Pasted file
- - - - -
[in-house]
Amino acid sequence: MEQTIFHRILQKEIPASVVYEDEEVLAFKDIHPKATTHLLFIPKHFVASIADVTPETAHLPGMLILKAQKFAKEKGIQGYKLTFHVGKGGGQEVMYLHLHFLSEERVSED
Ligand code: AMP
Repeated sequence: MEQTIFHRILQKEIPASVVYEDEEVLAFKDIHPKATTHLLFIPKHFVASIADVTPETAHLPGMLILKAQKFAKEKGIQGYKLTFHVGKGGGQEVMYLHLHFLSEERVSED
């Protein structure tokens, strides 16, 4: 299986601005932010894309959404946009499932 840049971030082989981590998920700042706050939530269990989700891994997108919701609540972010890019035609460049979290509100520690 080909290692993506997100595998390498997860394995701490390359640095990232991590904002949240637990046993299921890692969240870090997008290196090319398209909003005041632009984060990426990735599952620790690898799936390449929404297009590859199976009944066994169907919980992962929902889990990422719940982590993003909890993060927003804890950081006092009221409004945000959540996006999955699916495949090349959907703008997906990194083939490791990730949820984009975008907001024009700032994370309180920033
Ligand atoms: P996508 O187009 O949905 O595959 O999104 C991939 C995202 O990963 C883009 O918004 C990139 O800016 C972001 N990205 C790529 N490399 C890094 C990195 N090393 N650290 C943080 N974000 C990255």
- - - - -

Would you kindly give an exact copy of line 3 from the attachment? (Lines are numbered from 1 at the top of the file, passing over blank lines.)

Ligand code: AMP